white chickens drinking.JPG

Published on May 10, 2021


Clostridium botulinum is a strictly anaerobic, spore-forming gram-positive bacterium. Botulism (Limberneck) outbreaks in poultry and waterfowl occur worldwide and are predominantly caused by ingestion of exotoxin from Clostridium botulinum type C. The exotoxin is produced when the bacteria is growing and multiplying. For that, it needs substrate (carcasses), anaerobic circumstances (wetlands; rotten vegetation in low water level ponds) and high ambient temperatures (summer and fall).

Birds can ingest the exotoxin directly from decaying organic matter, or indirectly by eating fly larvae (maggots), fed on carcasses that have died from botulism. Botulism is also associated with the caecal colonization of C. botulinum and in situ production of the exotoxin. Botulism kills high numbers of migratory birds, but it goes without saying that free range production can make this an emerging disease in poultry.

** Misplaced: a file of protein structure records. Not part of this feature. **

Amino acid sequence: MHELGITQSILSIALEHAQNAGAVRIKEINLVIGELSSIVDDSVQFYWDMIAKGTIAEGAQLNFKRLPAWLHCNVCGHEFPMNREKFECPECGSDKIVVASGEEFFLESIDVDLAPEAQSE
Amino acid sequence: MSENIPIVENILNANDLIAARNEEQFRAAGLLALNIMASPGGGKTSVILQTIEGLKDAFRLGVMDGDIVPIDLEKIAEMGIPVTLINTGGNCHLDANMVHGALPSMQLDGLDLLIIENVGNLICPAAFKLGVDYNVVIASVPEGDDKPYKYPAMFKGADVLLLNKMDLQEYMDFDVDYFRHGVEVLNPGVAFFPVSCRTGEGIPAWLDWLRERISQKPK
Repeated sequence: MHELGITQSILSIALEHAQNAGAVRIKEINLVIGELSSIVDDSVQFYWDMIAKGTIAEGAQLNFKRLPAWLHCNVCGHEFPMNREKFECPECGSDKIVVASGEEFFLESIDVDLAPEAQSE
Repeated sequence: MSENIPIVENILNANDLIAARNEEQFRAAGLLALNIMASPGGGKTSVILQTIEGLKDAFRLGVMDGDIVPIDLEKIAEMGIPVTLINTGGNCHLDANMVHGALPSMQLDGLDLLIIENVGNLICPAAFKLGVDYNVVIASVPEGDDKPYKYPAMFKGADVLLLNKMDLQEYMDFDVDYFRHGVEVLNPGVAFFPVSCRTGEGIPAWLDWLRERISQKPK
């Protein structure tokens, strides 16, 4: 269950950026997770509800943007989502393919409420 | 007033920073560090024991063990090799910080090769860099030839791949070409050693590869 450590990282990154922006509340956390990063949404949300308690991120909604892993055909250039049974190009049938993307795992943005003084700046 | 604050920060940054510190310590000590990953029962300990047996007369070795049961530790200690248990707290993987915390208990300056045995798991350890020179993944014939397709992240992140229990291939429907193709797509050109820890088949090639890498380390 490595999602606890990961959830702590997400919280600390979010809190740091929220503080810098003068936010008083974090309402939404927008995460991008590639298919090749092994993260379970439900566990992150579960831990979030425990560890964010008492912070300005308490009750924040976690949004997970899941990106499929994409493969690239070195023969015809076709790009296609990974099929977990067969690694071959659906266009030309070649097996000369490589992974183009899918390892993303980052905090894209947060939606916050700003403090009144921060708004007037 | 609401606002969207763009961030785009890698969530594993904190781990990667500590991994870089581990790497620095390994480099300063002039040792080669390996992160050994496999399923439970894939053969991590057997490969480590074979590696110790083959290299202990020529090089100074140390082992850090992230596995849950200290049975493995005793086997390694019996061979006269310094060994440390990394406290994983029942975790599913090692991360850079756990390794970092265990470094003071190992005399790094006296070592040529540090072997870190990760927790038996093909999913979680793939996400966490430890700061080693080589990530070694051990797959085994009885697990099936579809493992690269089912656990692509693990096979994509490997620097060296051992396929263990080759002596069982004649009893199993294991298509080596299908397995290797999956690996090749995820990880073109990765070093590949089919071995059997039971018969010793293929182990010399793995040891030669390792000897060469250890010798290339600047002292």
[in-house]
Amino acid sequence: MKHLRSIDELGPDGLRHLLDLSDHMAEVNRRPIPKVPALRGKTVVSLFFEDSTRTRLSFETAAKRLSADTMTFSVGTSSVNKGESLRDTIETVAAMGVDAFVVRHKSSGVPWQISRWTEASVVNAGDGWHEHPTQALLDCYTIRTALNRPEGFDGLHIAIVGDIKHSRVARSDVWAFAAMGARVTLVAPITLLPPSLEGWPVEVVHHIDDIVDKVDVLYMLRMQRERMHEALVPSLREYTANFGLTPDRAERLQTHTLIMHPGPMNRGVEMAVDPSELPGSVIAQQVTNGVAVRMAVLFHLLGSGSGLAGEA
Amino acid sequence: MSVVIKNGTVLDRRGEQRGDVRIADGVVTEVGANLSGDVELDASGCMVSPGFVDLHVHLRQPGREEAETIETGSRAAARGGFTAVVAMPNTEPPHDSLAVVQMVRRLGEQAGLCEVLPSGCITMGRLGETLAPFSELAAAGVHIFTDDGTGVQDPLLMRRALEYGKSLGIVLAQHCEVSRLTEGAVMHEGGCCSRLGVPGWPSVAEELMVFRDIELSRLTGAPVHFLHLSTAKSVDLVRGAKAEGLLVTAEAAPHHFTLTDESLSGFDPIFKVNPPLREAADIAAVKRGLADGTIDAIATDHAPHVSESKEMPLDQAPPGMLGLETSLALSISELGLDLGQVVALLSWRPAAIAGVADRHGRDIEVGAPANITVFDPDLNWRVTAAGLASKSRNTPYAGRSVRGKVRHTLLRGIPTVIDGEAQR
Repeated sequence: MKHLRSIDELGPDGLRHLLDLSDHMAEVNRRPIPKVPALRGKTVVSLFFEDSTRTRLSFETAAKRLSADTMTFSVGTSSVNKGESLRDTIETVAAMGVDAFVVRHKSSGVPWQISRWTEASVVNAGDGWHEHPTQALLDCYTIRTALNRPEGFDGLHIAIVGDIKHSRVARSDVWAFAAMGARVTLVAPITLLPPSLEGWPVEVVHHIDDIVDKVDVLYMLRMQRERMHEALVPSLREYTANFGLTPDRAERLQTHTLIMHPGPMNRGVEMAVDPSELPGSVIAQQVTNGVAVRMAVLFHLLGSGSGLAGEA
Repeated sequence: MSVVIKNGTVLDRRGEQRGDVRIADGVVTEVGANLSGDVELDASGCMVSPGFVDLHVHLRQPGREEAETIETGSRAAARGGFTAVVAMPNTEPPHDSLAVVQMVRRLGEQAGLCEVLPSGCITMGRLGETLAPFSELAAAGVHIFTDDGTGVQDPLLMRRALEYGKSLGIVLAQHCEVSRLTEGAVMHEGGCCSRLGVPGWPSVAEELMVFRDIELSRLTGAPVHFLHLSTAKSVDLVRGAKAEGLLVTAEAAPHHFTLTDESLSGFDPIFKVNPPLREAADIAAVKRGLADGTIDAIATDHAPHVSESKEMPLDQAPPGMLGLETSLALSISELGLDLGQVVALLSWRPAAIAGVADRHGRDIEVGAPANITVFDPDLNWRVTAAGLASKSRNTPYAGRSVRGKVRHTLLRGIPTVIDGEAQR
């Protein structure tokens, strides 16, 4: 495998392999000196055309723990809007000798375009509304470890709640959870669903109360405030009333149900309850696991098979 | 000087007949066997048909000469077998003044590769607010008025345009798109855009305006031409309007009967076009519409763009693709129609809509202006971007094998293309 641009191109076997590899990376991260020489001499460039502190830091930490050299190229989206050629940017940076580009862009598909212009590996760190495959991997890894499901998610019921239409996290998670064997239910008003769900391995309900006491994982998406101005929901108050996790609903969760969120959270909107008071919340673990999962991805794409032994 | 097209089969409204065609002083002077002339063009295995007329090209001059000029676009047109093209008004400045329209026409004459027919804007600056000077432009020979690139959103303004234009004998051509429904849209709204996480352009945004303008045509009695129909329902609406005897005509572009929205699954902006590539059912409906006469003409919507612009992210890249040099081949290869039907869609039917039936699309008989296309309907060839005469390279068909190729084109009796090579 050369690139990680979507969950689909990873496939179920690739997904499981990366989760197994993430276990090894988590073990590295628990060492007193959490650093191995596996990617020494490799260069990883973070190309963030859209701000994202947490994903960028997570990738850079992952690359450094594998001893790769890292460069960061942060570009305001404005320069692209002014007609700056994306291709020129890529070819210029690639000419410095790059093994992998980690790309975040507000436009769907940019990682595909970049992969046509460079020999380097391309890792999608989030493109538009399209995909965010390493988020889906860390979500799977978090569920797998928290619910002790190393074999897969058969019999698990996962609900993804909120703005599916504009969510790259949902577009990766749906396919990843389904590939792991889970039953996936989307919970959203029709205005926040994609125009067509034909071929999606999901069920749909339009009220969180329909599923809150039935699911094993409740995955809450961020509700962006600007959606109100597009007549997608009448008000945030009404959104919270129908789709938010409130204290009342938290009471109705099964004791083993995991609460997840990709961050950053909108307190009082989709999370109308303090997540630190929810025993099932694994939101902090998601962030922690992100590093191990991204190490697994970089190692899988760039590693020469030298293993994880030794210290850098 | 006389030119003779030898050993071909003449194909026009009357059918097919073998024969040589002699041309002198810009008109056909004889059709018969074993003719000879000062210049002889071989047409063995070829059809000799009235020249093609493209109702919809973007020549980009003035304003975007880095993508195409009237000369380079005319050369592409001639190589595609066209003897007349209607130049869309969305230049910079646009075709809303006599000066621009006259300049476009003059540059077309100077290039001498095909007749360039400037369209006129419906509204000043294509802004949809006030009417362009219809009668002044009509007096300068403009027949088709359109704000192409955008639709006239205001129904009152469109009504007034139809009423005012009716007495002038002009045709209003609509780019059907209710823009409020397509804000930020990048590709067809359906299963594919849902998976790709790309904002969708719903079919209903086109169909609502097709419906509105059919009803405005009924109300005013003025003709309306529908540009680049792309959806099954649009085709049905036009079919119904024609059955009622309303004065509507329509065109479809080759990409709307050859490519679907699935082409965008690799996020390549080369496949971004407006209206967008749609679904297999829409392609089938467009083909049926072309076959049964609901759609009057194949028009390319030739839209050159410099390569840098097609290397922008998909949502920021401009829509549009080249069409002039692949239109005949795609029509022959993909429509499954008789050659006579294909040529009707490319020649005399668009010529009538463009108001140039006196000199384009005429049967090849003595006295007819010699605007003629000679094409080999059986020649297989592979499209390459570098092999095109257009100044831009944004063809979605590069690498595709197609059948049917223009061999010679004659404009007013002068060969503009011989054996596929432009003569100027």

Clinical signs

Leg weakness and paresis that progresses to flaccid paralysis of legs, wings, neck, and eyelids are characteristic clinical signs. Death results from cardiac and respiratory failure.


Live chickens! Necks are paralyzed.


See clinical signs. Post-mortem does not give extra information except to exclude other possible reasons for paresis and paralysis. The diagnose is confirmed by detecting the exotoxin in serum, crop, gastrointestinal content, or liver from sick or very freshly dead birds.

Treatment and control

Prompt disposal of dead birds, culling of sick birds, removal of contaminated litter, thorough disinfection, and fly control to reduce the risk of toxic maggots in the environment, are all important in prevention and control of botulism. Disinfection of the area around the poultry house may also help to reduce the number of spores. Antibiotic treatment can work when the botulism is associated with C. botulinum growth in the caeca. Of course, you should try to find and eliminate the exotoxin source, but, unfortunately, in commercial poultry, the source of intoxication is often not found.


  • Martine Boulianne and Francisco A. Uzal. Diseases of Poultry, 14th Edition.
  • Tahseen Abdul-Aziz. Merck Veterinary Manual Aug 2019.

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